Despite record-breaking heat waves in the western U.S. brought on by worsening impacts of the climate crisis, the Padre Dam Municipal Water District has voted to reinstate late fees and water shutoffs for delinquent customers, many of whom are only just beginning to recover from the COVID-19 pandemic. The decision puts countless East County residents at risk of being without water during an extraordinary, and deadly, crisis of heat and drought.
On Saturday, the executive board of San Diego Democrats for Environmental Action (SDCDEA) called on the Padre Dam Municipal Water District to reverse course, agreeing the decision is exacerbating a growing environmental and social justice issue. Several SDCDEA board members called the Padre Dam Water District decision "callous."
It's unconscionable that four of the Padre Dam board members would think it's a good idea to reimpose late fees, and even worse, water shut-off measures at a time when East County residents face life-threatening temperatures," said Cody Petterson, outgoing president of San Diego Democrats for Environment Action. "With this action the board has made it abundantly clear how little regard they have for the people and communities they represent."
Like other water districts throughout California, the Padre Dam Municipal Water District had suspended late fees and water shutoffs for non-payment during the COVID-19 pandemic.
But on a 4-1 vote earlier this month, taken at the height of a punishing heat wave and persistent drought, the district's board elected to resume late fees and discontinue water service for residents who have not paid their bills. Padre Dam Director Suzanne Till was the lone vote in opposition.
Till said in the July 15th issue of the San Diego Union-Tribune, "I don't want families worrying about water during the hottest part of the year, which is August and September." Till had previously asked the board to hold off on reinstating late fees and shut-offs at least until school resumes, where children have access to water and air conditioning.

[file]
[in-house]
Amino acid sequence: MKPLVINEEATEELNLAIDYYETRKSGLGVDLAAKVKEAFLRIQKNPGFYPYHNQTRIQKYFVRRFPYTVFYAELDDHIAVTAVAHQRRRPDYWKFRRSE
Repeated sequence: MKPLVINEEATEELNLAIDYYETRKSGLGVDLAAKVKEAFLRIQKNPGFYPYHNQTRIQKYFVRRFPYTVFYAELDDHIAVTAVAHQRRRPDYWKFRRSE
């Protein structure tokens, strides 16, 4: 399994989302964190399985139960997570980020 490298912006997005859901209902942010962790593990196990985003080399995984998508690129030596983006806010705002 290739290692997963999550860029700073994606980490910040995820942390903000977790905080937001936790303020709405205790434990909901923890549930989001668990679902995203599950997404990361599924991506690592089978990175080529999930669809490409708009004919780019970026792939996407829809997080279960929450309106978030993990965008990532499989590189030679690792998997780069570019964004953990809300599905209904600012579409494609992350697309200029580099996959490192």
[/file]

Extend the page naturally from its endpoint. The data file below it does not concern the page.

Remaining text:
The majority of the board, however, placed greater importance on recouping some of the $528,000 in outstanding monies owed from past due accounts, despite California Governor Gavin Newsom's recent announcement the state is making $2 billion in assistance available for past-due water and utility bills.
Padre Dam Municipal Water District, which serves Santee, Alpine, Crest, and other East County communities, will resume charging late fees on unpaid utility bills as of Aug. 1. The district has also indicated it will resume water shutoffs for non-payment beginning Oct. 1, thereby setting the stage for an environmental justice conflict in an area of the county home to many residents and farmers struggling economically due to COVID-19 pandemic.
East County resident Bonnie Price, who e-mailed the board to urge its members not to reimpose late fees and water shut-off measures, says the district could better use its resources to connect residents with the utility bill relief offered by the state, and perhaps assist residents in completing the required paperwork to access state funds.
"It's the hottest time of the year. You can't have people worrying about water," said Price, who does not live within the Padre Dam Water District. "The board simply kept saying, 'We run a business here. This is a business. We can't allow people to get away with not paying bills.' It was patently obvious they're not concerned about the people they represent."
Photo by Tommy Hough
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